My $.02 is to start working on the mass transit system. If the Metro rail systems actually went somewhere useful, then people would use it. If the bus systems ran on time, then they might be used by people other then those who have no other choice. The biggest issue is the trains though. Most people, not all, but a lot of the people I know live in West Kendall, and it takes just as long to drive to work through traffic then it does to drive to the train then get on the train and all that mess, but if it was expanded on like we've been promised for years now, then it might actually be faster and better to take the train then to drive, therefore relieving some of the congestion.

6:01 PM, September 04, 2006  
Blogger Jonathan said...

Why do train advocates ignore costs? Train systems are terrifically expensive, the routes are inflexible and they aren't going to go to all destinations even if the system is much expanded. And they are unpopular with travelers. The fact that only a few percent of local commuters use them should give pause to advocates.

Road construction has some of the disadvantages of train construction with a couple of huge advantages: 1) people prefer to drive, so any new roads will be heavily used and therefore much cheaper on a ridership basis, and 2) you don't have to build stations; you can go anywhere by car.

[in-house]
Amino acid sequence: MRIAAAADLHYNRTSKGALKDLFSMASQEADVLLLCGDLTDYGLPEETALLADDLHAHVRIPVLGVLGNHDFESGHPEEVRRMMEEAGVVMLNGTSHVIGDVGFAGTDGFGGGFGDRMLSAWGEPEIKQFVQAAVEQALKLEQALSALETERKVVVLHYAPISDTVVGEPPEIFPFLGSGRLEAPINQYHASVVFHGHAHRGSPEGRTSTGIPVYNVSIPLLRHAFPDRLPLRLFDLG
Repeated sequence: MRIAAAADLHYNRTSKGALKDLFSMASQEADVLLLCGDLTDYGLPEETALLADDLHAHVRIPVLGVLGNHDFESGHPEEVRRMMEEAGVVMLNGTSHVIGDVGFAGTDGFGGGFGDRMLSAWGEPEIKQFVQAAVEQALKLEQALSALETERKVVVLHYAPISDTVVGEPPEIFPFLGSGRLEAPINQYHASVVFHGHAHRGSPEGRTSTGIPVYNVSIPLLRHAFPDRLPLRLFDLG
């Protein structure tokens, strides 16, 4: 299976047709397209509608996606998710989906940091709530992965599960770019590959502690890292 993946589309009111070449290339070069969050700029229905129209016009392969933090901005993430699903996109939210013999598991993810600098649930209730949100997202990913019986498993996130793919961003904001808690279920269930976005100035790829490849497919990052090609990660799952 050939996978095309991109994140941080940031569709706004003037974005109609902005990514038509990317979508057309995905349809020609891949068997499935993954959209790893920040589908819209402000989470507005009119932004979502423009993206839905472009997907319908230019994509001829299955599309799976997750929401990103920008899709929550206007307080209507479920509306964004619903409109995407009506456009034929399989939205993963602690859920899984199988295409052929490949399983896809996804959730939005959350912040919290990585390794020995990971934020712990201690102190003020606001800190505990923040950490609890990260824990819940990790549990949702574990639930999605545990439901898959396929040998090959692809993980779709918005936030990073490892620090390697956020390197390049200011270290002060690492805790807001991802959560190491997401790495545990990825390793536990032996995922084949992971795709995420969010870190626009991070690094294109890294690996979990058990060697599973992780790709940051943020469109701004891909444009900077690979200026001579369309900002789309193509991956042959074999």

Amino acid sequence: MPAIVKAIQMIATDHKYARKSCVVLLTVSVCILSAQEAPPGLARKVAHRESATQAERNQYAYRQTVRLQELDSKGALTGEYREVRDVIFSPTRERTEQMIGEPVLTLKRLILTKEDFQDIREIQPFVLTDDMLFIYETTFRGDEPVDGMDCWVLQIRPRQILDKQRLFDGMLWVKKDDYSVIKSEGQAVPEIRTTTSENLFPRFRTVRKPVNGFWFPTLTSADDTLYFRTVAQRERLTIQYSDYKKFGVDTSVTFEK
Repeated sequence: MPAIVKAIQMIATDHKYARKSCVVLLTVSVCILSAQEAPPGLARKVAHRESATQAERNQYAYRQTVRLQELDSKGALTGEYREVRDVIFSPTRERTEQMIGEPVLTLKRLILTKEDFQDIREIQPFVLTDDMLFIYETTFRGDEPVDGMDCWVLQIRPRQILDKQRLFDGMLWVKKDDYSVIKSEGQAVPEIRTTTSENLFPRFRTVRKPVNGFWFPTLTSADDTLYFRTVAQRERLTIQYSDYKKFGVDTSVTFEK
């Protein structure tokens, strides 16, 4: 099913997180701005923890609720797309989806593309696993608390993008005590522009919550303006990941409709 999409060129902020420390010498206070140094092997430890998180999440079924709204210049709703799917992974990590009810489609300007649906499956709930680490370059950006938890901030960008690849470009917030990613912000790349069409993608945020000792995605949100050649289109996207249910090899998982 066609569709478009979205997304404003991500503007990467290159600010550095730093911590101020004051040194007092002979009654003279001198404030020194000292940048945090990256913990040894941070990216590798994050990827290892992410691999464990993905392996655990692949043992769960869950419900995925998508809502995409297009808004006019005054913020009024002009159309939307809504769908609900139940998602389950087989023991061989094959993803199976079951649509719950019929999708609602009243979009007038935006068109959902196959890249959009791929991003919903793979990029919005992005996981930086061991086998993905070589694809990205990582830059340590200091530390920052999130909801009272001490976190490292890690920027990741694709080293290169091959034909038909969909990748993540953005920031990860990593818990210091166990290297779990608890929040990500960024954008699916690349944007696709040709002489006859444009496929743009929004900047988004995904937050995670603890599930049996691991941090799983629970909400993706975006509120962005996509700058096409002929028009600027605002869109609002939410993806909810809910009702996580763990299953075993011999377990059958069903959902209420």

I think that a mix of congestion-priced toll roads (run privately if possible), and buses (privatized if possible) makes a lot more sense than throwing more $billions into train systems that are almost certain, based on experience in many cities, not to be successful.

As for eminent domain, let the state buy the land it needs at market rates, whatever project it embarks on.

6:30 PM, September 04, 2006  
Blogger Henry "Conductor" Gomez said...

I disagree slightly with you Robert. You can say we are overpopulated but the Miami-Ft. Lauderdale market area is the 17th largest in the country. I think the problem is not the amount of residents but the poor planning we have had for 50 years to account for that growing population. We have only one major East/West expressway in SW MIami-Dade. That's a big problem because all the E/W surface roads get overburdened. Also for N/S travel we only have 2 (The Palmetto and the Turnpike). US-1 Should have been made into an expressway (with parallel running access roads) 30 years ago. Our traffic signals are not coordinated to minimize traffic even though this was planned many many years ago. In summary, piss poor planning is the problem and only some creativity and efficiency will solve it.

1:32 AM, September 05, 2006  
Blogger Orlando said...